As we consider the great mystery and truth of the Incarnation, two issues are pertinent; there is an offense to the human mind regarding the Incarnation and there are three possibilities as to just how it was brought about.The Offense Of The Incarnation.Long ago in a very important meeting of church leaders it was proclaimed that in Jesus Christ there is a union of two distinct and separate natures united in one Person forever. These two natures are his divine nature, He is God, and his human nature, He is also A man, a human being. A wise man has said that the idea of a God has never offended anyone. All societies recognize some sort of a God, be it a good god or a bad god.
What is offensive to the human mind is the idea of a man who claims to be God. Jesus is exactly that. And this Person with two natures that is Jesus is at the same time difficult to understand and the most wonderful thing that there is to know. As Christians we are not excused from considering who He is. In this lies all of our salvation. Now, if we wish to avoid offense and still retain a belief in God the easiest thing to do, and this is in fact what has been done widely in the church for centuries, is to affirm His divine nature loudly and forget his human nature.
When we do this, however, the entire wonderful mystery of "the Word was made flesh and dwelt among us"(Jn. 1: 14) is forgotten.Believers will easily accept His divinity and even fight vigorously to defend it.
But if you try to "flesh out" a true understanding of Christ's humanity, a humanity that was just like our own, the sparks begin to fly. This is because the humanity of Jesus offends people. And it offends precisely because of his divinity. Remember, it is the idea of a MAN who CLAIMS TO BE GOD that is offensive! Then He is no longer remote.
He is no longer apart from us. He is no longer far away. He is not avoidable. This offended religious people in Jesus' day. It still offends religious people. They can not keep him at bay.
It should not be offensive, however, to anyone who really wants to know Jesus and walk with him as a way of life. To that person his humanity is good news indeed.It is good news because he has walked in our shoes. He has felt our limitations and lived with them. He has felt our helplessness, the helplessness that we feel when a beloved relative or friend dies like Lazarus. If not for the shortest verse in the New Testament we might be tempted to think that Jesus was clinically detached from Lazarus' death because he intentionally let him die so that he could raise him back to mortal life.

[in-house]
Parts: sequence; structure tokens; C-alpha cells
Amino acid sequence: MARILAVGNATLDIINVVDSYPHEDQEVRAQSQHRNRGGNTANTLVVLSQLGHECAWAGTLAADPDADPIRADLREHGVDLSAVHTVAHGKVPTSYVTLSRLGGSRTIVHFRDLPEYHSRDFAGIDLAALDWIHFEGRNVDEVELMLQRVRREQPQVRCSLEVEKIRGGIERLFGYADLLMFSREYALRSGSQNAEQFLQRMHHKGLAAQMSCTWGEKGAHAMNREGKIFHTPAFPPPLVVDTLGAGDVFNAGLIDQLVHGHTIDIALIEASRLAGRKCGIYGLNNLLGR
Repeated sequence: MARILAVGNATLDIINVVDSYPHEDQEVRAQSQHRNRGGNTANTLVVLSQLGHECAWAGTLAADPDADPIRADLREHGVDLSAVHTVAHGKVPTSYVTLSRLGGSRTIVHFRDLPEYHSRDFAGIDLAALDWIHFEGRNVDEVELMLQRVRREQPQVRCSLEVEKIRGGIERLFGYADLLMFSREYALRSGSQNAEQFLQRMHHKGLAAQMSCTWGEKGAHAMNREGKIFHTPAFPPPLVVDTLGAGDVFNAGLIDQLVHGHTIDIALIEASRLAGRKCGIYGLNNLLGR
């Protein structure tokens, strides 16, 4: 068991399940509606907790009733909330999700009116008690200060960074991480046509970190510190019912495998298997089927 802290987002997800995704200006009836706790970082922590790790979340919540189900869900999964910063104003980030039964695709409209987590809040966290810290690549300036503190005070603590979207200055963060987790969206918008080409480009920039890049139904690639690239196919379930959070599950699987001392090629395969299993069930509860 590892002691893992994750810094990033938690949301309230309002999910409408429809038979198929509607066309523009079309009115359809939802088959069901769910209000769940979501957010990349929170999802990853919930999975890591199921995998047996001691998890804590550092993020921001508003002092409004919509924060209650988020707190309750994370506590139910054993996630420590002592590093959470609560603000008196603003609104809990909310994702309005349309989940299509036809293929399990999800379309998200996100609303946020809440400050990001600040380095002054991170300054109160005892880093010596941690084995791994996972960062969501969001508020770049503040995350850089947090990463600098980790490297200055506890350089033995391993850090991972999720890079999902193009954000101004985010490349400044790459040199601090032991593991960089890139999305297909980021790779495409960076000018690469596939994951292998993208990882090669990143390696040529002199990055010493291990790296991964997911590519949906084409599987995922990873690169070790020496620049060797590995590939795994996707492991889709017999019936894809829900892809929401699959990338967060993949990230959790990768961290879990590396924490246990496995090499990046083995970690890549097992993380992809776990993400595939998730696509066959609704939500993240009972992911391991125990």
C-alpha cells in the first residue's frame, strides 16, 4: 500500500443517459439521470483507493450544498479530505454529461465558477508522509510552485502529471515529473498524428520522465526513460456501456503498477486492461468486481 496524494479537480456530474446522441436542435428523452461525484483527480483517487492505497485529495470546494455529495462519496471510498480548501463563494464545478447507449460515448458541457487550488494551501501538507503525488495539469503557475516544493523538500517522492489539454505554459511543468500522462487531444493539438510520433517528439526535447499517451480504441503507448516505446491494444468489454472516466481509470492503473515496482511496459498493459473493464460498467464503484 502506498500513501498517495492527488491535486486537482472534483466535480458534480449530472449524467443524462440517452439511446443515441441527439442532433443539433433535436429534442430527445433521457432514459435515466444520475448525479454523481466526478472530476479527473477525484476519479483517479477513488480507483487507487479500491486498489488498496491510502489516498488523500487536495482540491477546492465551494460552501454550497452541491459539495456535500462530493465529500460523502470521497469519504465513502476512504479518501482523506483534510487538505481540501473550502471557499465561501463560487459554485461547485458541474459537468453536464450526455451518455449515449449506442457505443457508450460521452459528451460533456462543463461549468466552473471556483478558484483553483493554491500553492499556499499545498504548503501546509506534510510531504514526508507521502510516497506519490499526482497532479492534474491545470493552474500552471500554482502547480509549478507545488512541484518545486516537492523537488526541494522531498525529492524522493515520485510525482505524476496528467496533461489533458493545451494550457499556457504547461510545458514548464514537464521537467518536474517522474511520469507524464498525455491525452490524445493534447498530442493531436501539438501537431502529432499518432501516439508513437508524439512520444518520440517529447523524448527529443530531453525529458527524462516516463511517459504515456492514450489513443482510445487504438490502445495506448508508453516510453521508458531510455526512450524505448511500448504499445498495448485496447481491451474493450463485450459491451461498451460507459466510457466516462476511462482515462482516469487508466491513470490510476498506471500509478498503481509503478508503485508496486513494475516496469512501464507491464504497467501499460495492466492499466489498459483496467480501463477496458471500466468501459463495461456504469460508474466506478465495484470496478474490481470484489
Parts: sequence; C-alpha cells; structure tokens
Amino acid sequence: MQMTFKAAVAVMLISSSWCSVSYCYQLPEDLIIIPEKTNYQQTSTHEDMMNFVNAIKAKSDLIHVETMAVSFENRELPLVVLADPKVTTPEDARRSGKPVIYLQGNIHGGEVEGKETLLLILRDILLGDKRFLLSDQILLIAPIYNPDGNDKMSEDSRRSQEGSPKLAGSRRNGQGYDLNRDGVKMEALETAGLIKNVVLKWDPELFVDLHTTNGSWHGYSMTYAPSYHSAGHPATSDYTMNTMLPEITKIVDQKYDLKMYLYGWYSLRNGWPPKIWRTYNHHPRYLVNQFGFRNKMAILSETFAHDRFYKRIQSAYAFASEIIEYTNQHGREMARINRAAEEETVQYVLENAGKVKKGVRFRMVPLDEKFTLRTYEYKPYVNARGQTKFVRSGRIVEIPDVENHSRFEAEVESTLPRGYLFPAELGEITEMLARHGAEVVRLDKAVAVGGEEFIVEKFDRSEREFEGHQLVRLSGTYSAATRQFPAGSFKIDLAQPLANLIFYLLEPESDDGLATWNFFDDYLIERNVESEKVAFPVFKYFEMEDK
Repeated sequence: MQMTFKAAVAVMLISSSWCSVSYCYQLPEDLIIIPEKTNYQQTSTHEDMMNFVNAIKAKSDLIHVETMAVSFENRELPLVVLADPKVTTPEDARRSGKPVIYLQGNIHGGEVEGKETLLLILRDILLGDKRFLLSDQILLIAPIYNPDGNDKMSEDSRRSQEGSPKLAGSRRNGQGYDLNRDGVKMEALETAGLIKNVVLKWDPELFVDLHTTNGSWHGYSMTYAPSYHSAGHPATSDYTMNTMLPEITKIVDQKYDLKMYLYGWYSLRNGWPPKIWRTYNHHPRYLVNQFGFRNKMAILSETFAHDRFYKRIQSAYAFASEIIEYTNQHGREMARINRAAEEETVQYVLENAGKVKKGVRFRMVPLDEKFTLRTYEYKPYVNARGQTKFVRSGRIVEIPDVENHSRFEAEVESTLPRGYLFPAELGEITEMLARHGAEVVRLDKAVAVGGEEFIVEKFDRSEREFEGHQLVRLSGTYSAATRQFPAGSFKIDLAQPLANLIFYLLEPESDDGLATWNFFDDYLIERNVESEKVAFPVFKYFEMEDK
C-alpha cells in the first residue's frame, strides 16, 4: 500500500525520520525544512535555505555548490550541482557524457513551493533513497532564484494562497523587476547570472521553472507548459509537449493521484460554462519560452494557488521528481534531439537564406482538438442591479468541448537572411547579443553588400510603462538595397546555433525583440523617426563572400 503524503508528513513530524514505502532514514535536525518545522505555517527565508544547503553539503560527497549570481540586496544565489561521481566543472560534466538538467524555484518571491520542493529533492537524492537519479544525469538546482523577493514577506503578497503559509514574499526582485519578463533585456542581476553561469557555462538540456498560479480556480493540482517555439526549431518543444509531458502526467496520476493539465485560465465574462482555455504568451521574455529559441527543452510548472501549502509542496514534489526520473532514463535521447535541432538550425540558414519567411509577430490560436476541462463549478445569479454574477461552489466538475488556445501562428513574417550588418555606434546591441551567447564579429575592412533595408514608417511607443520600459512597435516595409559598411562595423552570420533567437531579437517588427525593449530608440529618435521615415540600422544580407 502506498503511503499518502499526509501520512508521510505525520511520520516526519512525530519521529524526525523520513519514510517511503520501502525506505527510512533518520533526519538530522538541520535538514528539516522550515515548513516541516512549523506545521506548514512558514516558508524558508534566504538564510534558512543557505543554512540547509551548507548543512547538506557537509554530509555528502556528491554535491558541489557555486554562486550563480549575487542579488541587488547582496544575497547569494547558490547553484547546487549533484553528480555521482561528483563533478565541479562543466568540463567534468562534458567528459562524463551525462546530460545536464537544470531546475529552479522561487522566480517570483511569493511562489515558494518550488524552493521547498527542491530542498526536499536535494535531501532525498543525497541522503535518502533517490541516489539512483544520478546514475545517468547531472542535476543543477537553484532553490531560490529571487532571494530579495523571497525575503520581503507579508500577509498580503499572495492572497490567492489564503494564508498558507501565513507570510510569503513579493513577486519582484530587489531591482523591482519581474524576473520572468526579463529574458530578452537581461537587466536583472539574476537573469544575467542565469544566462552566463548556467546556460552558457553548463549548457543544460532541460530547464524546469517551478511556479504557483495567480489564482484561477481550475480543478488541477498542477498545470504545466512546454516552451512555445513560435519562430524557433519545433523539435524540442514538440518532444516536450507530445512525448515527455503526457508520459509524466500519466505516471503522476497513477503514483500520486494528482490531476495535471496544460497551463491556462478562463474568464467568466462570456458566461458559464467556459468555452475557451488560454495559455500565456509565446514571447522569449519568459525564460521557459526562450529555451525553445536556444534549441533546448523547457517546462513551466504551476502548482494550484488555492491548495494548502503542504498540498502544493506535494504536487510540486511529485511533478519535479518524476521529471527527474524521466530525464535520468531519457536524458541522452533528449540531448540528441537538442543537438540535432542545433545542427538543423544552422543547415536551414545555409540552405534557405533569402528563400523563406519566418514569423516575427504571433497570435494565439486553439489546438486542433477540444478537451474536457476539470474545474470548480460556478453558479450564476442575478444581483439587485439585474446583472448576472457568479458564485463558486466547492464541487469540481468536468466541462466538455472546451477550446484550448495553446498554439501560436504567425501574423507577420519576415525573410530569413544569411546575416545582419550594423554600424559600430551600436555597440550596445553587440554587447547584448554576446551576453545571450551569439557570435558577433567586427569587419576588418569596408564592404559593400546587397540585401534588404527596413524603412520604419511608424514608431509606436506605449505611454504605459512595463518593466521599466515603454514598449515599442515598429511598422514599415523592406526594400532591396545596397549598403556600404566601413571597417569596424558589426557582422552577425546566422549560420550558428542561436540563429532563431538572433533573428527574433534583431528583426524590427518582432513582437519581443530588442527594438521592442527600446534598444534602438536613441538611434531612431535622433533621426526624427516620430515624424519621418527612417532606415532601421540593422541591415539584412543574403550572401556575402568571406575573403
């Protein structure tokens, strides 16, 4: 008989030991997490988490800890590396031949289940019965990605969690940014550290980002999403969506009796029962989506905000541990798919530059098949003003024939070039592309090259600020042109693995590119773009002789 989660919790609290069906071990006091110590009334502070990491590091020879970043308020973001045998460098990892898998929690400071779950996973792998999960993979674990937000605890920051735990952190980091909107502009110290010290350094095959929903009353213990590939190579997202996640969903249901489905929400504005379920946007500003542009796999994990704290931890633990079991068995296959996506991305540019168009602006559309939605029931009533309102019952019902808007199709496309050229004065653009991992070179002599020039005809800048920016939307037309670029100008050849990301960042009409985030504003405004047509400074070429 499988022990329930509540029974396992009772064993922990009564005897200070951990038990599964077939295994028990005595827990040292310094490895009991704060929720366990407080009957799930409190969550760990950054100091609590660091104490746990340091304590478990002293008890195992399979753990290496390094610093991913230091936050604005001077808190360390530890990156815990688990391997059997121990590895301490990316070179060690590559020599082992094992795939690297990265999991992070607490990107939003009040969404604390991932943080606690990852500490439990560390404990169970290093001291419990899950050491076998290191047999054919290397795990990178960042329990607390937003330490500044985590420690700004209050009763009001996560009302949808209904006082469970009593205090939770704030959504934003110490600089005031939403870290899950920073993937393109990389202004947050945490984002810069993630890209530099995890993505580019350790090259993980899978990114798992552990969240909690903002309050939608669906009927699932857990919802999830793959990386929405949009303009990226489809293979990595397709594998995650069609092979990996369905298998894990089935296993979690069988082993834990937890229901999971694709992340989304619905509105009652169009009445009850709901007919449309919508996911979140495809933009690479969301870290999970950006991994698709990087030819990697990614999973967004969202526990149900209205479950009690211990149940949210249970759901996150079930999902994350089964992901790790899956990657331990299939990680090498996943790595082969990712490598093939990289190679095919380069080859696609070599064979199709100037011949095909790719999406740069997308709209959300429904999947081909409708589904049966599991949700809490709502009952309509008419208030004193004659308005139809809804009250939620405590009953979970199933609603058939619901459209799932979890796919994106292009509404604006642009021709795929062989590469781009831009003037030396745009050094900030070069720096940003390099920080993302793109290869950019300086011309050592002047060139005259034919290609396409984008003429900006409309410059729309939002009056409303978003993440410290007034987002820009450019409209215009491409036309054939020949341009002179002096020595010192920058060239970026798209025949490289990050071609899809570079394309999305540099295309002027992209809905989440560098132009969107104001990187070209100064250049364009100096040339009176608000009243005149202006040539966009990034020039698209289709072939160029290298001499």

But, "Jesus wept." How many times have we been told that he was weeping because of the unbelief of Mary and Martha and the other Jews. Or that he was weeping because he knew that this miracle would target him for eventual crucifixion by the leaders of the Jews. But what is wrong with the most obvious meaning? Does God indeed give us the scriptures to confuse us? Or are they a revelation? Jesus wept because his good friend went through the pain and suffering of being sick and dying. And Jesus was helpless to stop it because the Holy Spirit hindered him from doing anything. Now he would raise Lazarus but Lazarus would have to die yet again to wait the final resurrection into a glorious body.
Jesus identified with us so that we could identify with him. So he could represent us before the Father as a faithful high priest. So that we could have what he has.
The man Jesus is an eternal part of the life of Almighty God. And he is our big brother. We are related by blood, natural and redeeming blood.Basically There Are Three Possibilities.Sometimes it helps to think about possible alternatives.
In considering the incarnation basically there are three possibilities; either Jesus had two minds or consciousness' in one body, or he was God in disguise, or he emptied himself of his divine powers before he came. Let's consider each of these possibilities.The First Possibility: God the Son, the second person of the Trinity, came to our world to inhabit a human body. In doing this he was actually two persons in one body, God and a man. He had two consciousness', two intellects and two wills in one body.